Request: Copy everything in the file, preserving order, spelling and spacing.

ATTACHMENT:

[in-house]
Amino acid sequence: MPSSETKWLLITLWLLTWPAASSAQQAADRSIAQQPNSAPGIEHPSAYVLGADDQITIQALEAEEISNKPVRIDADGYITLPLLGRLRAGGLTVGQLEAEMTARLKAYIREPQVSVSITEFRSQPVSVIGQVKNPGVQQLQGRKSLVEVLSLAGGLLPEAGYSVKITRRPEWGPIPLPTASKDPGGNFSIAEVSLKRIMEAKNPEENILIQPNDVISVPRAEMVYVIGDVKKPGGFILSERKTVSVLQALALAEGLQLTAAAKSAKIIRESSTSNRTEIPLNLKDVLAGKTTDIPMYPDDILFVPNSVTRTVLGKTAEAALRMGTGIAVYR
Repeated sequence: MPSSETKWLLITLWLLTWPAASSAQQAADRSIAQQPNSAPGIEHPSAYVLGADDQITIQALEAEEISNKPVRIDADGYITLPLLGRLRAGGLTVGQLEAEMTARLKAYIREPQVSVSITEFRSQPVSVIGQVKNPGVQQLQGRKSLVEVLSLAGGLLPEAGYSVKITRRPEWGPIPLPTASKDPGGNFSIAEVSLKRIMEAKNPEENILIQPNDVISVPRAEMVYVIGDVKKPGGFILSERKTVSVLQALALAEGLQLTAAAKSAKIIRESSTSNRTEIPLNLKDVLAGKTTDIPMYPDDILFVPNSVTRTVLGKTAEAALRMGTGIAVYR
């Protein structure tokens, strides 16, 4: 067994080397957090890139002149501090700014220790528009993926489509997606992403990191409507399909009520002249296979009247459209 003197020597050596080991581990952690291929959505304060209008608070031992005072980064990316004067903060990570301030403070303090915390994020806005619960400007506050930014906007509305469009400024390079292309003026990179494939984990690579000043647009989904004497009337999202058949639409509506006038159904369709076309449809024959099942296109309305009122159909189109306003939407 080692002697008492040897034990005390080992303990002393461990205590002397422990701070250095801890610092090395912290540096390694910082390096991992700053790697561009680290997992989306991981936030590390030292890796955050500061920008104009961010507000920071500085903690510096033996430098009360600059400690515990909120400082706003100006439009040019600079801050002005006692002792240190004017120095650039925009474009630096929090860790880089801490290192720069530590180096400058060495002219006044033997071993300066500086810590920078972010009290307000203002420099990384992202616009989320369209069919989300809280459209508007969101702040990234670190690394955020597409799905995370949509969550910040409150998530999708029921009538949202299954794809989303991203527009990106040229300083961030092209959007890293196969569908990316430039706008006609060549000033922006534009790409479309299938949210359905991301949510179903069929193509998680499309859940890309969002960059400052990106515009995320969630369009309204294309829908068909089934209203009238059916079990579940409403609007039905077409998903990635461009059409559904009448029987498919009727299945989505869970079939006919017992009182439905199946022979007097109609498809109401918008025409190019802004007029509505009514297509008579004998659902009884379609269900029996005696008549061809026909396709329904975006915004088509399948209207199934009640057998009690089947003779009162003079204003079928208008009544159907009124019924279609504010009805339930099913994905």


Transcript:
[in-house]
Amino acid sequence: MPSSETKWLLITLWLLTWPAASSAQQAADRSIAQQPNSAPGIEHPSAYVLGADDQITIQALEAEEISNKPVRIDADGYITLPLLGRLRAGGLTVGQLEAEMTARLKAYIREPQVSVSITEFRSQPVSVIGQVKNPGVQQLQGRKSLVEVLSLAGGLLPEAGYSVKITRRPEWGPIPLPTASKDPGGNFSIAEVSLKRIMEAKNPEENILIQPNDVISVPRAEMVYVIGDVKKPGGFILSERKTVSVLQALALAEGLQLTAAAKSAKIIRESSTSNRTEIPLNLKDVLAGKTTDIPMYPDDILFVPNSVTRTVLGKTAEAALRMGTGIAVYR
Repeated sequence: MPSSETKWLLITLWLLTWPAASSAQQAADRSIAQQPNSAPGIEHPSAYVLGADDQITIQALEAEEISNKPVRIDADGYITLPLLGRLRAGGLTVGQLEAEMTARLKAYIREPQVSVSITEFRSQPVSVIGQVKNPGVQQLQGRKSLVEVLSLAGGLLPEAGYSVKITRRPEWGPIPLPTASKDPGGNFSIAEVSLKRIMEAKNPEENILIQPNDVISVPRAEMVYVIGDVKKPGGFILSERKTVSVLQALALAEGLQLTAAAKSAKIIRESSTSNRTEIPLNLKDVLAGKTTDIPMYPDDILFVPNSVTRTVLGKTAEAALRMGTGIAVYR
């Protein structure tokens, strides 16, 4: 067994080397957090890139002149501090700014220790528009993926489509997606992403990191409507399909009520002249296979009247459209 003197020597050596080991581990952690291929959505304060209008608070031992005072980064990316004067903060990570301030403070303090915390994020806005619960400007506050930014906007509305469009400024390079292309003026990179494939984990690579000043647009989904004497009337999202058949639409509506006038159904369709076309449809024959099942296109309305009122159909189109306003939407 080692002697008492040897034990005390080992303990002393461990205590002397422990701070250095801890610092090395912290540096390694910082390096991992700053790697561009680290997992989306991981936030590390030292890796955050500061920008104009961010507000920071500085903690510096033996430098009360600059400690515990909120400082706003100006439009040019600079801050002005006692002792240190004017120095650039925009474009630096929090860790880089801490290192720069530590180096400058060495002219006044033997071993300066500086810590920078972010009290307000203002420099990384992202616009989320369209069919989300809280459209508007969101702040990234670190690394955020597409799905995370949509969550910040409150998530999708029921009538949202299954794809989303991203527009990106040229300083961030092209959007890293196969569908990316430039706008006609060549000033922006534009790409479309299938949210359905991301949510179903069929193509998680499309859940890309969002960059400052990106515009995320969630369009309204294309829908068909089934209203009238059916079990579940409403609007039905077409998903990635461009059409559904009448029987498919009727299945989505869970079939006919017992009182439905199946022979007097109609498809109401918008025409190019802004007029509505009514297509008579004998659902009884379609269900029996005696008549061809026909396709329904975006915004088509399948209207199934009640057998009690089947003779009162003079204003079928208008009544159907009124019924279609504010009805339930099913994905």